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Why is there two different kinds of hydrogen bonding in solid bicarbonates $\ce{NaHCO3}$ and $\ce{KHCO3}$? In both cases we consider anions of each for hydrogen bonding .

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The anions involved in hydrogen bonding are the same for $\ce{NaHCO3}$ and $\ce{KHCO3}$. But, why is there a difference in hydrogen bonding?

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    $\begingroup$ I think, this can only be answered by looking at the crystal structures, and then by saying ‘because this is what the crystal structure looks like.’ $\endgroup$ – Jan Dec 11 '16 at 13:47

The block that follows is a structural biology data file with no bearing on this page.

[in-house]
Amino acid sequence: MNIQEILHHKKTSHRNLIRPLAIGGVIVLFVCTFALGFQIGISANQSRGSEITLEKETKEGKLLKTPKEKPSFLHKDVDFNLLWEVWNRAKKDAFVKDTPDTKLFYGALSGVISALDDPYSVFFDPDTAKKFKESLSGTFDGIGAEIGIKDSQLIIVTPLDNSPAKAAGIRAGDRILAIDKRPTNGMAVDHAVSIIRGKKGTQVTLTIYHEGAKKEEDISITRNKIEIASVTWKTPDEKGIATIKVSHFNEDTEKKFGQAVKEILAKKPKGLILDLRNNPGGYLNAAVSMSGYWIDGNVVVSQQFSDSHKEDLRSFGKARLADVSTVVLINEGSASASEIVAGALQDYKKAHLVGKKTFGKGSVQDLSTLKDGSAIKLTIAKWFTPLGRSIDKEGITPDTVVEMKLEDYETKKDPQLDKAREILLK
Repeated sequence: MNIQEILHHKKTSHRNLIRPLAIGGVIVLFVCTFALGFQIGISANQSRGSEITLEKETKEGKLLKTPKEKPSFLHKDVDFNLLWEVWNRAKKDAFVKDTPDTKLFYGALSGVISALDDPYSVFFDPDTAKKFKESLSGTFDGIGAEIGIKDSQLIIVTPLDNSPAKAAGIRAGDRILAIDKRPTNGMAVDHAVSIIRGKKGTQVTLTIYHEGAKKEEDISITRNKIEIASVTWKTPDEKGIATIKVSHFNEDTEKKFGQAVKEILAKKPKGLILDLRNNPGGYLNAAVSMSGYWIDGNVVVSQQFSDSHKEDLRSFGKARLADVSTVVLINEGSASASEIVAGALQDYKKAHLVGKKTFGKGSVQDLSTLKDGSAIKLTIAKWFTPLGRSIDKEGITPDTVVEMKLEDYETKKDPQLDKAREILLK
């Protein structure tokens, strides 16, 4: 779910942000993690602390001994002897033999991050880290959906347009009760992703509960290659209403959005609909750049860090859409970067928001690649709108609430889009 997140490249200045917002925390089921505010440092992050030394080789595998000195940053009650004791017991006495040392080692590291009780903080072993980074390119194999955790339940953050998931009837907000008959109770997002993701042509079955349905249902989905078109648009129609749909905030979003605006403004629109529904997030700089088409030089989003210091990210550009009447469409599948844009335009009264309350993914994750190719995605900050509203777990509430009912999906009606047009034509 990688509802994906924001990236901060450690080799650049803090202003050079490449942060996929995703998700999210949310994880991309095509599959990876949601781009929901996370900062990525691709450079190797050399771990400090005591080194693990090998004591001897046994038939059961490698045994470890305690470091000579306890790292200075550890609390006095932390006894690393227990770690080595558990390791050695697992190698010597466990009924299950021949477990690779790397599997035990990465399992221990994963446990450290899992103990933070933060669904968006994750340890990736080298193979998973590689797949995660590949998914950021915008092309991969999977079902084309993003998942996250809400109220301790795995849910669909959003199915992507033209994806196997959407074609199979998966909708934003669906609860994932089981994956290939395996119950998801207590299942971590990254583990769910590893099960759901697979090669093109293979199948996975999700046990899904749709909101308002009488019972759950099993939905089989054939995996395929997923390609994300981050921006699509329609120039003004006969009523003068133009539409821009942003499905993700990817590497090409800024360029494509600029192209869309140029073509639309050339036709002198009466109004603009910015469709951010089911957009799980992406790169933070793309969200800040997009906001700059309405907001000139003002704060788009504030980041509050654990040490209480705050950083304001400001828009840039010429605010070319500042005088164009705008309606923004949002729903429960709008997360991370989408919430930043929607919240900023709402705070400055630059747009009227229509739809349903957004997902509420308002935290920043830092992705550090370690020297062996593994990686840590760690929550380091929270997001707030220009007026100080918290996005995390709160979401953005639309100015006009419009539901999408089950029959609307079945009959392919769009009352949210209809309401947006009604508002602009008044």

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I found something interesting in Acta Crystallogr. 1952, 5 (2), 292–292, which is attached below.

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As someone rightly pointed out in the comments, we'll know this only if we know the crystal structure of the compound in question.

What's interesting to note is that hydrogen bonding, and the arrangement of atoms in space under influence of the same varies from compound to compound, and is dependent on the crystal structure of the same.

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